07 July 2005

Shark that snapped at woman's legs was dying from the effects of red tide

An expert says a shark that snapped at a woman dangling her legs at the Egmont Key National Wildlife Refuge was in its death throes, suffering from the effects of red tide.

Mary Mathias is an intern with the US Fish and Wildlife Service. She says she was dangling her legs over the side of a dock when a large shape appeared in the water and started coming toward her.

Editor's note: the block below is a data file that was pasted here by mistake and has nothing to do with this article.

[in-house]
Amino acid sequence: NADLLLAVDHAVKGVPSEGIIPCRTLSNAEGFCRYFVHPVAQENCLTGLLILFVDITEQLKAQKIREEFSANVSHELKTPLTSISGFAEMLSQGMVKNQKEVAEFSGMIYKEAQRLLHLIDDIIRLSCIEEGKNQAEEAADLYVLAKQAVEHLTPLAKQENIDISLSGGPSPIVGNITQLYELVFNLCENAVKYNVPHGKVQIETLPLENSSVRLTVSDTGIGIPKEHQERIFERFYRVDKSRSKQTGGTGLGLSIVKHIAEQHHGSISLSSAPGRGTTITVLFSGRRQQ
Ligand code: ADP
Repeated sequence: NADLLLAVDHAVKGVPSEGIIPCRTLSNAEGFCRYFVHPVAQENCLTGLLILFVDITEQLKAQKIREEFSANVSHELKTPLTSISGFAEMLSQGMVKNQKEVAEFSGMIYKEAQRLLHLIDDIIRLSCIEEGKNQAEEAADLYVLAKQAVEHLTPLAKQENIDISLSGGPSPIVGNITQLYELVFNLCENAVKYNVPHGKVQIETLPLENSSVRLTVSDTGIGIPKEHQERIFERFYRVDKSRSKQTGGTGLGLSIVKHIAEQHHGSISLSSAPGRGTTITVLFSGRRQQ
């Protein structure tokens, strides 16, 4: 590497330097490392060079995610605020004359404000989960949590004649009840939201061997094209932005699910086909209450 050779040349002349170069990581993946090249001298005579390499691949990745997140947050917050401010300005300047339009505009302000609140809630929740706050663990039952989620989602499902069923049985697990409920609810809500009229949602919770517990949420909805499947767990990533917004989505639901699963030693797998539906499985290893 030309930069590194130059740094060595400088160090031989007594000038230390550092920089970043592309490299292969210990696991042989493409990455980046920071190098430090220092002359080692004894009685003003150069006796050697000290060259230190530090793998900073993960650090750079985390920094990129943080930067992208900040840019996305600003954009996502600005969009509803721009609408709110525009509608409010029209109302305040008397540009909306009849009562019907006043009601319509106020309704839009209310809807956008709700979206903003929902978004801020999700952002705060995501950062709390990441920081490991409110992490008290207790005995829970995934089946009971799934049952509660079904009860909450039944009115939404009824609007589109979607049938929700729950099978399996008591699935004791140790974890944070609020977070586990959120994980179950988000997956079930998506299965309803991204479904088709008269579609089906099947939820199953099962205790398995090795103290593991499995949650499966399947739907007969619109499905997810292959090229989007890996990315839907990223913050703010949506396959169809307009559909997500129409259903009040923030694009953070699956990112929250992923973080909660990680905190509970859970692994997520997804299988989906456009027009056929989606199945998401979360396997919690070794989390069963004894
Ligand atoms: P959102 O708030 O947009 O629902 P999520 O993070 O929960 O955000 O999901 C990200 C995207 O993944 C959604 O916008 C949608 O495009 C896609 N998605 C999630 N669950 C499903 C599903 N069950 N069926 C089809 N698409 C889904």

Mathias says the shark jumped out of the water about five feet away from her and started snapping its jaws. Then the six-foot shark stopped thrashing, rolled over on its back and died.

The director of the Center for Shark Research at Sarasota's Mote Marine Laboratory says the blacktip shark wasn't attacking Mathias. Bob Hueter says it was likely in its death throes from a recent red tide outbreak.

Hueter says recent outbreaks of red tide trapped some sharks in the Tampa Bay area.

He says blacktip sharks are common in coastal waters.

Source: www.tampabays10.com


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